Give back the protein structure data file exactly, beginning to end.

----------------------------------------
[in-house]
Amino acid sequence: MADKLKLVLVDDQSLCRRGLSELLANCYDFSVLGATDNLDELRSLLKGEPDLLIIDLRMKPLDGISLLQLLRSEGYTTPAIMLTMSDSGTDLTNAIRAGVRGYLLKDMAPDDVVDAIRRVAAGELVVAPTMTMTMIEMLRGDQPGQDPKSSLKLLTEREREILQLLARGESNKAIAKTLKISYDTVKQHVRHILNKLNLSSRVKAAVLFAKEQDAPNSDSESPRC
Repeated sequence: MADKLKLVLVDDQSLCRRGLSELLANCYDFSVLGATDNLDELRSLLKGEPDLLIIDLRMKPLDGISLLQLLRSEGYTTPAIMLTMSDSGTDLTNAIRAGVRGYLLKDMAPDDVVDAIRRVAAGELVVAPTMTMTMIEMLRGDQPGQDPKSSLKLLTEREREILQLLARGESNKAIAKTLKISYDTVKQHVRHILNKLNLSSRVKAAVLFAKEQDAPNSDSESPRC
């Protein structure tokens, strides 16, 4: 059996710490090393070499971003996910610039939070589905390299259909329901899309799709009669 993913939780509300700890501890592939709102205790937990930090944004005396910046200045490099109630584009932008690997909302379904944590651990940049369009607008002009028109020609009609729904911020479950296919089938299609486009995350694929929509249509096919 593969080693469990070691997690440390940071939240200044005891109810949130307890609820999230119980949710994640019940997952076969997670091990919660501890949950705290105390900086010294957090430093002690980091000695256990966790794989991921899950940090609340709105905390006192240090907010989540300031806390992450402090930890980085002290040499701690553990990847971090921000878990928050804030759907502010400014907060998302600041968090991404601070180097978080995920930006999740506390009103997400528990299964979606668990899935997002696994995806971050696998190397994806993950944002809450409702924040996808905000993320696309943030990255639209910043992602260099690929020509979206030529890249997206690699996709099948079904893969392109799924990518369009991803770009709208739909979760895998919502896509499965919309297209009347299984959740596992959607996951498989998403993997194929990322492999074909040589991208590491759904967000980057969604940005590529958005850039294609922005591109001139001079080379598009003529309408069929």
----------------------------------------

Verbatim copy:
[in-house]
Amino acid sequence: MADKLKLVLVDDQSLCRRGLSELLANCYDFSVLGATDNLDELRSLLKGEPDLLIIDLRMKPLDGISLLQLLRSEGYTTPAIMLTMSDSGTDLTNAIRAGVRGYLLKDMAPDDVVDAIRRVAAGELVVAPTMTMTMIEMLRGDQPGQDPKSSLKLLTEREREILQLLARGESNKAIAKTLKISYDTVKQHVRHILNKLNLSSRVKAAVLFAKEQDAPNSDSESPRC
Repeated sequence: MADKLKLVLVDDQSLCRRGLSELLANCYDFSVLGATDNLDELRSLLKGEPDLLIIDLRMKPLDGISLLQLLRSEGYTTPAIMLTMSDSGTDLTNAIRAGVRGYLLKDMAPDDVVDAIRRVAAGELVVAPTMTMTMIEMLRGDQPGQDPKSSLKLLTEREREILQLLARGESNKAIAKTLKISYDTVKQHVRHILNKLNLSSRVKAAVLFAKEQDAPNSDSESPRC
């Protein structure tokens, strides 16, 4: 059996710490090393070499971003996910610039939070589905390299259909329901899309799709009669 993913939780509300700890501890592939709102205790937990930090944004005396910046200045490099109630584009932008690997909302379904944590651990940049369009607008002009028109020609009609729904911020479950296919089938299609486009995350694929929509249509096919 593969080693469990070691997690440390940071939240200044005891109810949130307890609820999230119980949710994640019940997952076969997670091990919660501890949950705290105390900086010294957090430093002690980091000695256990966790794989991921899950940090609340709105905390006192240090907010989540300031806390992450402090930890980085002290040499701690553990990847971090921000878990928050804030759907502010400014907060998302600041968090991404601070180097978080995920930006999740506390009103997400528990299964979606668990899935997002696994995806971050696998190397994806993950944002809450409702924040996808905000993320696309943030990255639209910043992602260099690929020509979206030529890249997206690699996709099948079904893969392109799924990518369009991803770009709208739909979760895998919502896509499965919309297209009347299984959740596992959607996951498989998403993997194929990322492999074909040589991208590491759904967000980057969604940005590529958005850039294609922005591109001139001079080379598009003529309408069929």